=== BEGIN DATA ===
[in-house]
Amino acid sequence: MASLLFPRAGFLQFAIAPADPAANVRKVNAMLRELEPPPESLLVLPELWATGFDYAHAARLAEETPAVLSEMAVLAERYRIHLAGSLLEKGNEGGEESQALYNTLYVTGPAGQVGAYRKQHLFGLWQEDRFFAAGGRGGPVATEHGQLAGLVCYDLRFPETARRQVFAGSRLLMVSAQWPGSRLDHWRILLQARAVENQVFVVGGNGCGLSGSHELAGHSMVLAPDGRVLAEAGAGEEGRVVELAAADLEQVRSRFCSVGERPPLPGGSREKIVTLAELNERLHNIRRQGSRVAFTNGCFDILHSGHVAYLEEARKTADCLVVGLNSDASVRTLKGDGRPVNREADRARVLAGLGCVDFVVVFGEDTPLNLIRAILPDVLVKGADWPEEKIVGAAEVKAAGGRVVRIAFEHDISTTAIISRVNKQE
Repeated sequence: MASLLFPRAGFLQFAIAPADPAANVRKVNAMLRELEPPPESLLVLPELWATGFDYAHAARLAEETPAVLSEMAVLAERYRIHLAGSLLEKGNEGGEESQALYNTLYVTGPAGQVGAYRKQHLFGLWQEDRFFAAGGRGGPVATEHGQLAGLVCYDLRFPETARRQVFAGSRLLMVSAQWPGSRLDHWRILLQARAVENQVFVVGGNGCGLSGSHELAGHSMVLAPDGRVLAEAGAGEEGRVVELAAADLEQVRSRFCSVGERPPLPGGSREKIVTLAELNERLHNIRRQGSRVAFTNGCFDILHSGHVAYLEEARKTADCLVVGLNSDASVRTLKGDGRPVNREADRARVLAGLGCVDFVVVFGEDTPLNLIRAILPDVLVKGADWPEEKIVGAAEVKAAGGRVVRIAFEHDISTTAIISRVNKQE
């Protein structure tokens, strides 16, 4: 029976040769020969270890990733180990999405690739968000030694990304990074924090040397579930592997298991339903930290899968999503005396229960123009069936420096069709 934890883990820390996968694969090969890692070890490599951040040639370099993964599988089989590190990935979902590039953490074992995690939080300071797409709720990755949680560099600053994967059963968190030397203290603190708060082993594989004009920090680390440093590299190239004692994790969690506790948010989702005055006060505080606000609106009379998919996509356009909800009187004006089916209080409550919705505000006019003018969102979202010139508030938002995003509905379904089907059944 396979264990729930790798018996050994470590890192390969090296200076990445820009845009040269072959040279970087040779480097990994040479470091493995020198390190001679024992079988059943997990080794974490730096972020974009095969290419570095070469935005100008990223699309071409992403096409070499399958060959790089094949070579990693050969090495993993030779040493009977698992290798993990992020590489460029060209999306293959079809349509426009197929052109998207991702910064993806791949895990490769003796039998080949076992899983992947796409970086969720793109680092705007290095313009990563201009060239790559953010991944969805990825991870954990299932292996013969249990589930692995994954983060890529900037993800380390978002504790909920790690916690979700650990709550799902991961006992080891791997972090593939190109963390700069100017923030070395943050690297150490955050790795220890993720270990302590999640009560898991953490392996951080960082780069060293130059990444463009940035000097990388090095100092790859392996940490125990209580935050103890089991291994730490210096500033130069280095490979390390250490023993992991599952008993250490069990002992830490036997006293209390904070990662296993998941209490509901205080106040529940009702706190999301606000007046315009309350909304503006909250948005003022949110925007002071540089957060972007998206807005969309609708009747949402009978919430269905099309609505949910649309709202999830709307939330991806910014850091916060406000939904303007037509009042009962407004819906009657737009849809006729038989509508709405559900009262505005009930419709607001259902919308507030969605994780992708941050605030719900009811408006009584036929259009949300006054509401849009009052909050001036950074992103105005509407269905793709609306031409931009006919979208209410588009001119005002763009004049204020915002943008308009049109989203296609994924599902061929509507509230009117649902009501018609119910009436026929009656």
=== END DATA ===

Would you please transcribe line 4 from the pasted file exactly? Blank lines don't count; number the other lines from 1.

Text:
């Protein structure tokens, strides 16, 4: 029976040769020969270890990733180990999405690739968000030694990304990074924090040397579930592997298991339903930290899968999503005396229960123009069936420096069709 934890883990820390996968694969090969890692070890490599951040040639370099993964599988089989590190990935979902590039953490074992995690939080300071797409709720990755949680560099600053994967059963968190030397203290603190708060082993594989004009920090680390440093590299190239004692994790969690506790948010989702005055006060505080606000609106009379998919996509356009909800009187004006089916209080409550919705505000006019003018969102979202010139508030938002995003509905379904089907059944 396979264990729930790798018996050994470590890192390969090296200076990445820009845009040269072959040279970087040779480097990994040479470091493995020198390190001679024992079988059943997990080794974490730096972020974009095969290419570095070469935005100008990223699309071409992403096409070499399958060959790089094949070579990693050969090495993993030779040493009977698992290798993990992020590489460029060209999306293959079809349509426009197929052109998207991702910064993806791949895990490769003796039998080949076992899983992947796409970086969720793109680092705007290095313009990563201009060239790559953010991944969805990825991870954990299932292996013969249990589930692995994954983060890529900037993800380390978002504790909920790690916690979700650990709550799902991961006992080891791997972090593939190109963390700069100017923030070395943050690297150490955050790795220890993720270990302590999640009560898991953490392996951080960082780069060293130059990444463009940035000097990388090095100092790859392996940490125990209580935050103890089991291994730490210096500033130069280095490979390390250490023993992991599952008993250490069990002992830490036997006293209390904070990662296993998941209490509901205080106040529940009702706190999301606000007046315009309350909304503006909250948005003022949110925007002071540089957060972007998206807005969309609708009747949402009978919430269905099309609505949910649309709202999830709307939330991806910014850091916060406000939904303007037509009042009962407004819906009657737009849809006729038989509508709405559900009262505005009930419709607001259902919308507030969605994780992708941050605030719900009811408006009584036929259009949300006054509401849009009052909050001036950074992103105005509407269905793709609306031409931009006919979208209410588009001119005002763009004049204020915002943008308009049109989203296609994924599902061929509507509230009117649902009501018609119910009436026929009656």